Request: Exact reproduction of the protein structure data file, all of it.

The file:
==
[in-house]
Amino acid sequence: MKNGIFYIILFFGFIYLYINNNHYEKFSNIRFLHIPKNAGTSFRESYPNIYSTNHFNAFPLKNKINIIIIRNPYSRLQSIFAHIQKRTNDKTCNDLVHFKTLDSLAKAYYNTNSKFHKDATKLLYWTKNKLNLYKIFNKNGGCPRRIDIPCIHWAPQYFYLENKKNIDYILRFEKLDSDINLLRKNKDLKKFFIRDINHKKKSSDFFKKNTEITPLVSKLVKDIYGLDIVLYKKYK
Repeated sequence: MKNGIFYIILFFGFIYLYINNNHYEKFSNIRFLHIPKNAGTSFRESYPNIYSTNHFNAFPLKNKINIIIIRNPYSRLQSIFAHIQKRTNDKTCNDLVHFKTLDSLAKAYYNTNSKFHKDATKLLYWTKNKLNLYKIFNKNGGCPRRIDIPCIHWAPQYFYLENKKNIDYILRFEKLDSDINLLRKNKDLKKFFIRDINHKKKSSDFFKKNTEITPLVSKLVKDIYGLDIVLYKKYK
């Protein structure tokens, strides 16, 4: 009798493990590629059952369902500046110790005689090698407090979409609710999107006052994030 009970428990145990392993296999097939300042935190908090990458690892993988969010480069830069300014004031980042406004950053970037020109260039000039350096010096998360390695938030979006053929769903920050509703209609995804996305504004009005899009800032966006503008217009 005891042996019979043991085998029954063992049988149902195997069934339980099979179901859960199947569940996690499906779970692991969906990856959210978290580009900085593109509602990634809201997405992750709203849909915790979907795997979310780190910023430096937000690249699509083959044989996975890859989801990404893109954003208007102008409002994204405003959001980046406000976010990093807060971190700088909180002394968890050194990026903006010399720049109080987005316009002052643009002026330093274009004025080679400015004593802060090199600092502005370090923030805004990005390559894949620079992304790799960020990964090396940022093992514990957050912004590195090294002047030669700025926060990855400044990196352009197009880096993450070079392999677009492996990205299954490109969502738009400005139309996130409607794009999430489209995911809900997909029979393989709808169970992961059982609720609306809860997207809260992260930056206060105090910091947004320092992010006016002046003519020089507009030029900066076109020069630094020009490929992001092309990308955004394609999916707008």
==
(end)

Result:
[in-house]
Amino acid sequence: MKNGIFYIILFFGFIYLYINNNHYEKFSNIRFLHIPKNAGTSFRESYPNIYSTNHFNAFPLKNKINIIIIRNPYSRLQSIFAHIQKRTNDKTCNDLVHFKTLDSLAKAYYNTNSKFHKDATKLLYWTKNKLNLYKIFNKNGGCPRRIDIPCIHWAPQYFYLENKKNIDYILRFEKLDSDINLLRKNKDLKKFFIRDINHKKKSSDFFKKNTEITPLVSKLVKDIYGLDIVLYKKYK
Repeated sequence: MKNGIFYIILFFGFIYLYINNNHYEKFSNIRFLHIPKNAGTSFRESYPNIYSTNHFNAFPLKNKINIIIIRNPYSRLQSIFAHIQKRTNDKTCNDLVHFKTLDSLAKAYYNTNSKFHKDATKLLYWTKNKLNLYKIFNKNGGCPRRIDIPCIHWAPQYFYLENKKNIDYILRFEKLDSDINLLRKNKDLKKFFIRDINHKKKSSDFFKKNTEITPLVSKLVKDIYGLDIVLYKKYK
């Protein structure tokens, strides 16, 4: 009798493990590629059952369902500046110790005689090698407090979409609710999107006052994030 009970428990145990392993296999097939300042935190908090990458690892993988969010480069830069300014004031980042406004950053970037020109260039000039350096010096998360390695938030979006053929769903920050509703209609995804996305504004009005899009800032966006503008217009 005891042996019979043991085998029954063992049988149902195997069934339980099979179901859960199947569940996690499906779970692991969906990856959210978290580009900085593109509602990634809201997405992750709203849909915790979907795997979310780190910023430096937000690249699509083959044989996975890859989801990404893109954003208007102008409002994204405003959001980046406000976010990093807060971190700088909180002394968890050194990026903006010399720049109080987005316009002052643009002026330093274009004025080679400015004593802060090199600092502005370090923030805004990005390559894949620079992304790799960020990964090396940022093992514990957050912004590195090294002047030669700025926060990855400044990196352009197009880096993450070079392999677009492996990205299954490109969502738009400005139309996130409607794009999430489209995911809900997909029979393989709808169970992961059982609720609306809860997207809260992260930056206060105090910091947004320092992010006016002046003519020089507009030029900066076109020069630094020009490929992001092309990308955004394609999916707008």